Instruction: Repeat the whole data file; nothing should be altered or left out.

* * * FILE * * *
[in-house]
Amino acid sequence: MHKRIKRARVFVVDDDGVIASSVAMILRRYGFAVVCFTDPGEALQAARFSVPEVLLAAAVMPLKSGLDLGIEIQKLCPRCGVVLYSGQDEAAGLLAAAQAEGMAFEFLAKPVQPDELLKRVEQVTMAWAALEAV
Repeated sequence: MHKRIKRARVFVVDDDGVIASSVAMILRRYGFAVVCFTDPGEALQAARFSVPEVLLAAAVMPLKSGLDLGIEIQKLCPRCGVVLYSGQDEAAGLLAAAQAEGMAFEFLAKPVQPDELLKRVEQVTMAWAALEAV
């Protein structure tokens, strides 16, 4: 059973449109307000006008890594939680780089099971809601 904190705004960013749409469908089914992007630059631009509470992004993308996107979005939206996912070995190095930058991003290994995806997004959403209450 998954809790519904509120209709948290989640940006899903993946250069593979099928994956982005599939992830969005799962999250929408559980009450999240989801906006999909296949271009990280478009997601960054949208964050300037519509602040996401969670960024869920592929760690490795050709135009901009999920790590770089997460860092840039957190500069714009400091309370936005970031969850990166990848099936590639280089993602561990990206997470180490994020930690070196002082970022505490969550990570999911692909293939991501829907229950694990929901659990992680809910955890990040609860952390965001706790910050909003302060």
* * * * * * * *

[in-house]
Amino acid sequence: MHKRIKRARVFVVDDDGVIASSVAMILRRYGFAVVCFTDPGEALQAARFSVPEVLLAAAVMPLKSGLDLGIEIQKLCPRCGVVLYSGQDEAAGLLAAAQAEGMAFEFLAKPVQPDELLKRVEQVTMAWAALEAV
Repeated sequence: MHKRIKRARVFVVDDDGVIASSVAMILRRYGFAVVCFTDPGEALQAARFSVPEVLLAAAVMPLKSGLDLGIEIQKLCPRCGVVLYSGQDEAAGLLAAAQAEGMAFEFLAKPVQPDELLKRVEQVTMAWAALEAV
């Protein structure tokens, strides 16, 4: 059973449109307000006008890594939680780089099971809601 904190705004960013749409469908089914992007630059631009509470992004993308996107979005939206996912070995190095930058991003290994995806997004959403209450 998954809790519904509120209709948290989640940006899903993946250069593979099928994956982005599939992830969005799962999250929408559980009450999240989801906006999909296949271009990280478009997601960054949208964050300037519509602040996401969670960024869920592929760690490795050709135009901009999920790590770089997460860092840039957190500069714009400091309370936005970031969850990166990848099936590639280089993602561990990206997470180490994020930690070196002082970022505490969550990570999911692909293939991501829907229950694990929901659990992680809910955890990040609860952390965001706790910050909003302060």